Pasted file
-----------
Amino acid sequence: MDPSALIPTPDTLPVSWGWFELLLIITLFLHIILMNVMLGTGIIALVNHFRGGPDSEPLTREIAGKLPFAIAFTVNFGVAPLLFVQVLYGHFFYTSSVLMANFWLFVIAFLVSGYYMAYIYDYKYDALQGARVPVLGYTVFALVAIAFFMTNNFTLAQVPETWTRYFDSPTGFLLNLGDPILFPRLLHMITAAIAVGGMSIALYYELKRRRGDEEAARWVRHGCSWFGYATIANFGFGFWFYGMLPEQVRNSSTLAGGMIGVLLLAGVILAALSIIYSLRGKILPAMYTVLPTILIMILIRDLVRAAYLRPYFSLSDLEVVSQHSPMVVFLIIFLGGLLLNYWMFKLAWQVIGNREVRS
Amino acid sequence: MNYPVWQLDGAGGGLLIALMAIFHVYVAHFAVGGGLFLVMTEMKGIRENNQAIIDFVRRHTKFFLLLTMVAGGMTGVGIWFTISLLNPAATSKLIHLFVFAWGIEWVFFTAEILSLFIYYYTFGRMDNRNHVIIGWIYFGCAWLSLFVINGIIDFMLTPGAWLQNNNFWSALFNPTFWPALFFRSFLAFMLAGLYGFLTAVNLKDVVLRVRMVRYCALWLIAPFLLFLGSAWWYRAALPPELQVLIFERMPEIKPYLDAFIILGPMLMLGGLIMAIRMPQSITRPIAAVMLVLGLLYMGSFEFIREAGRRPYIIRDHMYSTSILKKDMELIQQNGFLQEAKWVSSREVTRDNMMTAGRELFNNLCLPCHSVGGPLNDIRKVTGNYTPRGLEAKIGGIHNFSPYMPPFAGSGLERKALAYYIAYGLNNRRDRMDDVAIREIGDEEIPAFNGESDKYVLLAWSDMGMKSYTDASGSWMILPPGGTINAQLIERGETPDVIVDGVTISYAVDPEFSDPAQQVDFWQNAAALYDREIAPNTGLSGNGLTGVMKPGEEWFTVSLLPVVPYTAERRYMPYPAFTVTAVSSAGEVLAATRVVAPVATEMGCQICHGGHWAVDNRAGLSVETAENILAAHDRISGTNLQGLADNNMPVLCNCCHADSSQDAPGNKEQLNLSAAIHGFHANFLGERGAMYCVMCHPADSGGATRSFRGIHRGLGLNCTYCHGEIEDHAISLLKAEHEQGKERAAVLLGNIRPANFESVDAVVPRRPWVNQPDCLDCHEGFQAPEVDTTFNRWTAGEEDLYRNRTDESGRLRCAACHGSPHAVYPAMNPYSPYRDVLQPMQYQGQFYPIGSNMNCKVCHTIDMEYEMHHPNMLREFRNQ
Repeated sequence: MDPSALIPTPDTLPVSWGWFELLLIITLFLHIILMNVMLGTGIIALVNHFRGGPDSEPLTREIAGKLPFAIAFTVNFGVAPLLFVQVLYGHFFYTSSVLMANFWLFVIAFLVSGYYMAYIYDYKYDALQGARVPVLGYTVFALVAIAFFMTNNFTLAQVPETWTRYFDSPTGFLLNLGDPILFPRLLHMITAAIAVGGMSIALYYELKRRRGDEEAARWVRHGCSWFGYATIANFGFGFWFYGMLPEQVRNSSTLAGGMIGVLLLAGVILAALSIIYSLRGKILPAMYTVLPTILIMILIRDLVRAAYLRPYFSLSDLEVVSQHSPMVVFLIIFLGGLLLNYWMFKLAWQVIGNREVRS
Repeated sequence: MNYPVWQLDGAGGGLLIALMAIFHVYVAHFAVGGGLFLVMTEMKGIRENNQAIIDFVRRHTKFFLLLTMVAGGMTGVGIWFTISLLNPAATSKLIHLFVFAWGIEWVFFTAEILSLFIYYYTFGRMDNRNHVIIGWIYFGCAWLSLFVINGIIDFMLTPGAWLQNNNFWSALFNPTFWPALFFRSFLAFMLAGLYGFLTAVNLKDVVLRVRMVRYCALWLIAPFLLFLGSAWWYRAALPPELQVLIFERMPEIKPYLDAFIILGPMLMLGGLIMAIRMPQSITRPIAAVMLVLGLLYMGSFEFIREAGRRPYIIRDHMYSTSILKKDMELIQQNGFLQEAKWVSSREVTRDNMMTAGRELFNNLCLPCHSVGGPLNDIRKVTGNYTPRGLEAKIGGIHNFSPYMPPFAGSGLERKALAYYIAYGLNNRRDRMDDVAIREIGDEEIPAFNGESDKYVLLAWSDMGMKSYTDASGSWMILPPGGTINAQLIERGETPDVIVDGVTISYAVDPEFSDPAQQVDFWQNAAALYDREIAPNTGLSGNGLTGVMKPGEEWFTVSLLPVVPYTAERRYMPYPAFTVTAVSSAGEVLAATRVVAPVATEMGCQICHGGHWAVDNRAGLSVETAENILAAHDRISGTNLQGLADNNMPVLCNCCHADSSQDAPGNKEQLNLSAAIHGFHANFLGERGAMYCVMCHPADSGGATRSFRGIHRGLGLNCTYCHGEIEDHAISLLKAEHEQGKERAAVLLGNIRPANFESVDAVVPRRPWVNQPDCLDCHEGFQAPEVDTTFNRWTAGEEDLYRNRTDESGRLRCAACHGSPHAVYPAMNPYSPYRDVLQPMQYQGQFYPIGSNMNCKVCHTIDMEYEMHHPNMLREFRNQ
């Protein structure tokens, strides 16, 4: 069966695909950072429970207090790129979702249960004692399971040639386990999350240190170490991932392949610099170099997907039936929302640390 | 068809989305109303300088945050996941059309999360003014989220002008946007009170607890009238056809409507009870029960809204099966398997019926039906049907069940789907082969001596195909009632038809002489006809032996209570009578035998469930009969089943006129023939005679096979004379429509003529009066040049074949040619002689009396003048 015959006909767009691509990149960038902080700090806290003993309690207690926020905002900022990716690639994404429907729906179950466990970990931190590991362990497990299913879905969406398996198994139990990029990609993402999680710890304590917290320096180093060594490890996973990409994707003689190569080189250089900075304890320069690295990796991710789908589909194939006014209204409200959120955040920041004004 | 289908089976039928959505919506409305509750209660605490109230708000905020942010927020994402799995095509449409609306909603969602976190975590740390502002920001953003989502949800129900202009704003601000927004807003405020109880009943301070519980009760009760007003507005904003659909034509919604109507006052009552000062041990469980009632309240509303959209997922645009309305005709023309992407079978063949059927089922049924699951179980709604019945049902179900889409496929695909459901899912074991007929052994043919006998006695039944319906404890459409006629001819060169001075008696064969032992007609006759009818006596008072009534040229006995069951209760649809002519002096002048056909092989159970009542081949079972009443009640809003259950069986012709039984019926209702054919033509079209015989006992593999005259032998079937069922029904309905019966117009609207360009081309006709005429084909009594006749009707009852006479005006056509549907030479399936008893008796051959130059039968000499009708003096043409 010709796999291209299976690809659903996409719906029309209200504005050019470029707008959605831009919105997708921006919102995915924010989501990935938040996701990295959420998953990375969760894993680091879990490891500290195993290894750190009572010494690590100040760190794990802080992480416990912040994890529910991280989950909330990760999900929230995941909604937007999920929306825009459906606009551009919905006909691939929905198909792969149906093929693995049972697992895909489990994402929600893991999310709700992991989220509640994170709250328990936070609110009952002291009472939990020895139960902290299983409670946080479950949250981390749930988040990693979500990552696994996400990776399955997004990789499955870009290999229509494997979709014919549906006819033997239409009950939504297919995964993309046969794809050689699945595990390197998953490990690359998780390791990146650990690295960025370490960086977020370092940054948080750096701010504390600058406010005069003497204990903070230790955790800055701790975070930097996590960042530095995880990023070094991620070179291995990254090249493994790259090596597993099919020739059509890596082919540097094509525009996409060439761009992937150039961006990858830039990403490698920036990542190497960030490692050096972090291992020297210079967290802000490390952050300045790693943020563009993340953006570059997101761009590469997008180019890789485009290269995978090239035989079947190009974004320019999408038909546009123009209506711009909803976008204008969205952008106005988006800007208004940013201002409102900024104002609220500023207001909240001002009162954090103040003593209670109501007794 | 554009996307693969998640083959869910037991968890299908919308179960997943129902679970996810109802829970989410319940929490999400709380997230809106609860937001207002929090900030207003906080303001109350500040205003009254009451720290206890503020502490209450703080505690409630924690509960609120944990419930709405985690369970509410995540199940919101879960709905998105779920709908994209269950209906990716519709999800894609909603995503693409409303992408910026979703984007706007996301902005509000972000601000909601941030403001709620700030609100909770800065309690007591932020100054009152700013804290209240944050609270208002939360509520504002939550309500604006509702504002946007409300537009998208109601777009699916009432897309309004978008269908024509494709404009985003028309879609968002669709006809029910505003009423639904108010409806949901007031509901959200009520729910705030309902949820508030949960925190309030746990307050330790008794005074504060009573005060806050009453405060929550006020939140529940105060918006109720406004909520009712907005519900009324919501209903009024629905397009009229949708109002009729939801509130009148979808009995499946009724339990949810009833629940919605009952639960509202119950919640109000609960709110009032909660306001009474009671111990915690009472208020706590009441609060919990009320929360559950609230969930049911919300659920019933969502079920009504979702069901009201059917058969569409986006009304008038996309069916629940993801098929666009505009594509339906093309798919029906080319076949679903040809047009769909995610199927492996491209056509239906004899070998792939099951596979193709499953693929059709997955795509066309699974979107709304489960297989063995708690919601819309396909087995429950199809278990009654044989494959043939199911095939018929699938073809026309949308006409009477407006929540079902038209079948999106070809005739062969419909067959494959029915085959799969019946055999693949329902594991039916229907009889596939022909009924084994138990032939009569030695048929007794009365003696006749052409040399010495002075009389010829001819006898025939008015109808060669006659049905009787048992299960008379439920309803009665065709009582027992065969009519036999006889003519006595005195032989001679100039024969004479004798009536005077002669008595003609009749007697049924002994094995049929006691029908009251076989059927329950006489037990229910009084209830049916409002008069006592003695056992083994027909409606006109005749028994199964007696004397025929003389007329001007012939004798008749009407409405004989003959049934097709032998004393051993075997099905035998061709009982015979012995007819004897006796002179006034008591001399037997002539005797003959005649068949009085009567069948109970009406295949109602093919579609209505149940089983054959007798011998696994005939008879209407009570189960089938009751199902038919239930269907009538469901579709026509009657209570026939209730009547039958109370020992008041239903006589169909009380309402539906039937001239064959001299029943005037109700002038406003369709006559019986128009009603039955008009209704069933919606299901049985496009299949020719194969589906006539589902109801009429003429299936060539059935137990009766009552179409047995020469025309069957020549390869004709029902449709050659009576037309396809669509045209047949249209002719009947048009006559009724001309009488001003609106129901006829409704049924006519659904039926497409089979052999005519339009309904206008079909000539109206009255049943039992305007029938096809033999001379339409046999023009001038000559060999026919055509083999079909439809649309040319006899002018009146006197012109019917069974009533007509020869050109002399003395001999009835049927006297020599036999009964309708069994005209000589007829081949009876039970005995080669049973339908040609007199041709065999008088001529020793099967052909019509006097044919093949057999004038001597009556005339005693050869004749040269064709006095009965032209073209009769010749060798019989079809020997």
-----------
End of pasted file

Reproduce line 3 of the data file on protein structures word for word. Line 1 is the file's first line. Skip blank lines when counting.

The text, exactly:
Repeated sequence: MDPSALIPTPDTLPVSWGWFELLLIITLFLHIILMNVMLGTGIIALVNHFRGGPDSEPLTREIAGKLPFAIAFTVNFGVAPLLFVQVLYGHFFYTSSVLMANFWLFVIAFLVSGYYMAYIYDYKYDALQGARVPVLGYTVFALVAIAFFMTNNFTLAQVPETWTRYFDSPTGFLLNLGDPILFPRLLHMITAAIAVGGMSIALYYELKRRRGDEEAARWVRHGCSWFGYATIANFGFGFWFYGMLPEQVRNSSTLAGGMIGVLLLAGVILAALSIIYSLRGKILPAMYTVLPTILIMILIRDLVRAAYLRPYFSLSDLEVVSQHSPMVVFLIIFLGGLLLNYWMFKLAWQVIGNREVRS